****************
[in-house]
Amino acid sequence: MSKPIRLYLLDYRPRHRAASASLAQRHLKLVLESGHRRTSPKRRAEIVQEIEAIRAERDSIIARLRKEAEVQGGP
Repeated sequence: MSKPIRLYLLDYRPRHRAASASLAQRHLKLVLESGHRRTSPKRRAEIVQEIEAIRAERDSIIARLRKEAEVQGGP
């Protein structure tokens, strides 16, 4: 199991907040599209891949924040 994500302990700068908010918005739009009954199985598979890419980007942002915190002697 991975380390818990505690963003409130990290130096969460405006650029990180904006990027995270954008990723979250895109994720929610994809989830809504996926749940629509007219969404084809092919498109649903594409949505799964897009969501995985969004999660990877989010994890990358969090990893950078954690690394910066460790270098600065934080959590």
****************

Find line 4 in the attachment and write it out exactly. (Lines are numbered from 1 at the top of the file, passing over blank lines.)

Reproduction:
């Protein structure tokens, strides 16, 4: 199991907040599209891949924040 994500302990700068908010918005739009009954199985598979890419980007942002915190002697 991975380390818990505690963003409130990290130096969460405006650029990180904006990027995270954008990723979250895109994720929610994809989830809504996926749940629509007219969404084809092919498109649903594409949505799964897009969501995985969004999660990877989010994890990358969090990893950078954690690394910066460790270098600065934080959590």